Unwanted hair growth may appear on many areas of the body including the upper lip, sideburns, chin, ears, chest, back, armpits, legs, fingers, feet, or toes and is annoying for both men and women. Lasers help eliminate unwanted hair. Causes of excessive hair growth are classified as either hypertrichosis or hirsuitism. Hypertrichosis is the presence of excess hair in a normal or abnormal pattern. This may be inherited (genetic), or due to medications, hormones, malnutrition, tumors, or metabolic problems. Hirsuitism is the presence of excess hair in women in a male pattern such as the beard, mustache, or lower abdomen, and may be due to hormonal problems, medications, tumors, or heredity.
If you are interested in learning more about laser hair removal, or if you wish to determine whether you are a candidate, please be sure to give us our experienced dermatologists a call for your personalized consultation!
Hair Removal Methods
There are many ways to remove unwanted hair including shaving, plucking, electronic tweezers, radiofrequency tweezers, waxing, depilatories (creams), and electrolysis (inserting a needle into each hair follicle one at a time followed by an electric spark to burn out the follicle). Most of these methods, however, are temporary. A topical cream called eflornithine can be applied to slow hair growth on the face in women, but must be used on an ongoing basis. Lasers offer the only method for permanent hair reduction.
Types of Lasers and How They Work
A large area of the skin can be treated at one time making laser hair removal cost-effective and faster than other methods. Lasers send a low-energy beam through the skin that is absorbed by dark pigment (melanin) present in the shaft of the hair follicles. Since hair cycles as it grows, repeated treatments are necessary to destroy about 80 percent of the hairs. Different types of lasers may be used. The ruby, alexandrite, and diode were the first lasers approved for hair reduction. The intense pulsed light (IPL) systems are also used. These lasers work best on light-skinned, dark-haired individuals because dark pigments in the surrounding skin cannot absorb the light they emit. Lasers with longer wavelengths, such as the Nd:YAG lasers, have the ability to treat darker skin types including African-American skin. After the preoperative evaluation, the appropriate laser and treatment settings can be determined. Realistic patient expectations should be discussed including the need for multiple treatment sessions, the potential need for maintenance treatments, and the possibility of variable responses to treatment.
Areas treated with Laser
- Face, Lips and Chin
- Ears and Nose
- Back and Chest
- Neck and Hairline
- Underarms and Arms
- Bikini area and Legs
- Feet and Toes
The laser pulses feel like the snapping of a rubber band or warm pinpricks against the skin. Side effects of laser hair removal treatments may include pain, perifollicular edema (swelling around the hair follicle due to excessive fluid), and erythema (redness and inflammation) lasting one to three days. Blistering, herpes simplex outbreaks, and bacterial infections also can occur. Temporary skin lightening or darkening, especially in darker skin types, or in patients with a recent tan, may be seen. Permanent skin pigment change or scarring is very rare. Loss of freckles or lightening of moles in the treatment area may occur, as well as darkening or lightening of tattoos.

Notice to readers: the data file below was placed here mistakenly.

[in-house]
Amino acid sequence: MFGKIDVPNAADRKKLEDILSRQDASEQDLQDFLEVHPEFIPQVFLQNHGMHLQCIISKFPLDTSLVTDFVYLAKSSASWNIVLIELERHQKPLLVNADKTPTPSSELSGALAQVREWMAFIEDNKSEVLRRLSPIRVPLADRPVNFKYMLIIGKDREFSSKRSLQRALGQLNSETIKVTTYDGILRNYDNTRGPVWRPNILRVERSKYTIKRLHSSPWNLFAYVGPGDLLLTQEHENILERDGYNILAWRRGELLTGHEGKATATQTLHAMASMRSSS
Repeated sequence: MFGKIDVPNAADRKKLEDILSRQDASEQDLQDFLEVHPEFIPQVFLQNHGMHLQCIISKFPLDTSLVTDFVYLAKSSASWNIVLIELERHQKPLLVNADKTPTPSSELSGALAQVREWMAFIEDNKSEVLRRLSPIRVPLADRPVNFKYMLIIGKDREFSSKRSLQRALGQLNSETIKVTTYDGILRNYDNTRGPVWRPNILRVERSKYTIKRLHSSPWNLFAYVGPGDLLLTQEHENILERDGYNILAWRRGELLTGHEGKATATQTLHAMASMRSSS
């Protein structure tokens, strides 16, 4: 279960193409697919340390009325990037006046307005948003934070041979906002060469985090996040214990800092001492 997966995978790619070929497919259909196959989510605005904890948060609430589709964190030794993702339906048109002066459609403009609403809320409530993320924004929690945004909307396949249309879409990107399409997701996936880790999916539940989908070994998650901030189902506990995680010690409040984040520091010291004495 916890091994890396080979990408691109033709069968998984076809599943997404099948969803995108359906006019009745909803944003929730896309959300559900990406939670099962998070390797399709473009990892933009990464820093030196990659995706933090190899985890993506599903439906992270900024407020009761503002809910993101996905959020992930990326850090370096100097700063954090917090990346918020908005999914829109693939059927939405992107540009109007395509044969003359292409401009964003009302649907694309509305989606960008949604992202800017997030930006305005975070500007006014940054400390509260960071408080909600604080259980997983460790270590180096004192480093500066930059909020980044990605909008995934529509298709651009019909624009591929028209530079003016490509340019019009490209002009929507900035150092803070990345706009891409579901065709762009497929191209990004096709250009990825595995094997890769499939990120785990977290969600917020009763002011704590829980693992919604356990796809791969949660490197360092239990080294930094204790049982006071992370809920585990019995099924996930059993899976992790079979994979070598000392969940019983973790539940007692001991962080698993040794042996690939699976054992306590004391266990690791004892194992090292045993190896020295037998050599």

Number of Treatments
Normally 3-6 treatments are recommended. The interval between laser hair removals is 6 to 8 weeks or when you begin to see new hair growth.
Laser Hair Efficacy
The percentage of hairs removed per session varies in different body locations, with areas of thin skin (for example, bikini and armpits) generally showing a better response than areas of thick skin (for example, the back and chin). Approximately 10-25 percent reduction in hair growth can be expected with each treatment. Treatments are repeated every four to eight weeks. The hair that re-grows tends to be lighter and finer in texture.
Advantages of laser hair removal
- It is considered safe when performed properly by an experienced provider.
- Light-skinned, dark-haired patients experience best results.
- Re-growth is often lighter, and finer textured.
- Because the laser method is quicker than electrolysis, it is especially useful for large areas of hair removal in one sitting.
Disadvantages of laser hair removal
- The procedure requires eye protection.
- The procedure can be expensive.
- It is not as effective on darker skin tones, or on persons with gray, red, or blonde hair.
- Improper treatment or overexposure to laser light can cause burns, lesions, and long-lasting skin discoloration.
- Re-growth can be patchy or patterned.
- Because regulations vary, inadequate control methods to ensure competent practitioners exist.
- Some persons find the treatment painful.
- Some persons, even those determined to be a good candidate, do not respond well to treatment.